SBA HUBZone Program
In 1997, Missouri Senator Christopher Bond created legislation authorizing businesses in low income and/or high unemployment areas to compete more effectively for government contracts.
The Historically Underutilized Business Zone (HUBZone) Empowerment Contracting Program is designed to stimulate economic development and create jobs in urban and rural communities by providing federal contracting preferences to small businesses. These businesses obtain HUBZone certification in part by employing staff or workers from a geographical area known as a HUBZone. HUBZone certified businesses realize many benefits.
Consider how the federal government uses the HUBZone program to encourage economic development. First, prime contracts of more than $550,000 require subcontracting plans that use HUBZone contractors. Secondly, under full and open competition, a HUBZone certified small business will have a 10 percent price preference when competing against a large business. [For example, the large business (LB) bids $950 and the HUBZone small business (SB) bids $1,040 for a product or service. The contracting officer adds 10 percent to the LB bid — or $95. Now the LB bid appears to be (950 + 95 = $1,045). The HUBZone small business wins the contract at $1,040.]
Under the competitive contract rules, the contracting officer has the option to set a contract aside for competition if he expects two or more certified companies to submit bids. In this way, the procurement is restricted to HUBZone companies. Another advantage for HUBZone certified firms is sole source purchasing, which requires meeting the following criteria:
- Only one qualified HUBZone small business (which the SBA refers to as Small Business Concerns, or SBCs) is responsible to perform the contract.
- Two or more qualified HUBZone SBCs are not likely to submit offers.
- The anticipated award price of the proposed contract, including options, will not exceed
- $5 million for a requirement within the North American Industry Classification System (NAICS) code for manufacturing or
- $3 million for a requirement within all other NAICS codes.
So, in return for employing individuals from low-income and high-unemployment areas, you can level the playing field in the competition for government contracts. How do you become HUBZone certified?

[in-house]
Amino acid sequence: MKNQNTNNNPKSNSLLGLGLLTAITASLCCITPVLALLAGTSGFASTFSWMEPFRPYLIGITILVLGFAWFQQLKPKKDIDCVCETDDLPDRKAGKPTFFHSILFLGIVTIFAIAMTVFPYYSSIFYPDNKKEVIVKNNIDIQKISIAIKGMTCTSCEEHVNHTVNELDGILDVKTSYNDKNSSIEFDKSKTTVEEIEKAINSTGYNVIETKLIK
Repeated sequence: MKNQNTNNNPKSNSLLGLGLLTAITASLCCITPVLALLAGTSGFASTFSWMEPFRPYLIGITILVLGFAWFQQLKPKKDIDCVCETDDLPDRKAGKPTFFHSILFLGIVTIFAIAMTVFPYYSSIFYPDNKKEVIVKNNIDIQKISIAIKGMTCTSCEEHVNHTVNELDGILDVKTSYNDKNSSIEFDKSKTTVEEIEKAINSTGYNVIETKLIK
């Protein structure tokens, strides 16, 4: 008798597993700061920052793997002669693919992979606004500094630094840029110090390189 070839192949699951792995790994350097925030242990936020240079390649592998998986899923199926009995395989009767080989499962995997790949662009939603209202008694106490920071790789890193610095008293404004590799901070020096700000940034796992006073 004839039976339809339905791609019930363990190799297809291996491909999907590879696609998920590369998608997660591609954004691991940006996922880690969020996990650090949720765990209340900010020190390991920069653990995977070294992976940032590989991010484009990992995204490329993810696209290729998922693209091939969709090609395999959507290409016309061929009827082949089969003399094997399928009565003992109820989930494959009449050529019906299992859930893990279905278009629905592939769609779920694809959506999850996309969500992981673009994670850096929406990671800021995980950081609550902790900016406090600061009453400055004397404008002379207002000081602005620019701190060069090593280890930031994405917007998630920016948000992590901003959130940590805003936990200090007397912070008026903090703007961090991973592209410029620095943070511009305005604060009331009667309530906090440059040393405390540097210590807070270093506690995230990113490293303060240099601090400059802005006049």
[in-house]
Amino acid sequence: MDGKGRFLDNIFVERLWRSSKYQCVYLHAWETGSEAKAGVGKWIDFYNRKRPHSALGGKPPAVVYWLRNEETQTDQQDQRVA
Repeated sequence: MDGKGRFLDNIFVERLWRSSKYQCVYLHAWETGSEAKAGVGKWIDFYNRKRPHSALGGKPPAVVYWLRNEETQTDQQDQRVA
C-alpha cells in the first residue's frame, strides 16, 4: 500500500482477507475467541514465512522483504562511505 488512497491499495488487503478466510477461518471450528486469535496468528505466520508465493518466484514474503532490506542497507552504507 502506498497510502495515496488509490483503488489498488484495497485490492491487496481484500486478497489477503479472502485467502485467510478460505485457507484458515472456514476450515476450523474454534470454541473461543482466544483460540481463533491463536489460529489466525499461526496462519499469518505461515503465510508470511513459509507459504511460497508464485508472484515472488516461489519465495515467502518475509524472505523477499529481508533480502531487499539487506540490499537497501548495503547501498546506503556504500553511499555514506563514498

- First, verify your business is located in a HUBZone. HUBZone designation is based on census data, unemployment data for each county and, in many areas, on specific census tracts in a county. Go to https://www.sba.gov/offices/headquarters/ohpwww.sba.gov/hubzone and select ‘Are you in a HUBZone?’ to determine if your location meets the criteria.
- Second, your business must meet the following four mandatory criteria:
- The business must be classified as “small” by U.S. Small Business Administration (SBA) size standards, which means fewer than 500 employees or a certain level of sales, depending on the industry.
- If your business is not located in a HUBZone, consider moving into that area, particularly if relocation is already in your long-range plans. We also recommend learning about Enterprise Zones in Missouri.
- The company must be owned and controlled at least 51 percent by one or more U. S. citizens, be a Community Development Corporation or an Indian tribe.
- At least 35 percent of the employees must reside in a HUBZone. The HUBZone of residence need not be the same HUBZone in which the business is located.
- Third, apply for HUBZone certification. This application process is free. We recommend printing out the application and filling out the form on paper before applying electronically. Keep copies of all applications and the date submitted.
SBA should notify your office within 30 business days after receiving your HUBZone application regarding the status. However, after those 30 days, check on the status as necessary.
While waiting for the designation or certification, do some research on marketing to the government and the businesses that might need HUBZone participants. This involves a government marketing plan and quite a bit of in-depth research. It’s best to designate at least one person as the lead government marketing person. This specialist will then learn about government marketing, Web pages for the government, bid leads, preparing quotes, preparing proposals and bidding on government contracts.
The Missouri Procurement Technical Assistance Centers (MO PTAC) are glad to provide guidance and assistance to motivated businesses. Contact MO PTAC at 573-882-9398 or find a center near you.– Greg McMullin, former MO PTAC procurement specialist
If you liked this post you might also like: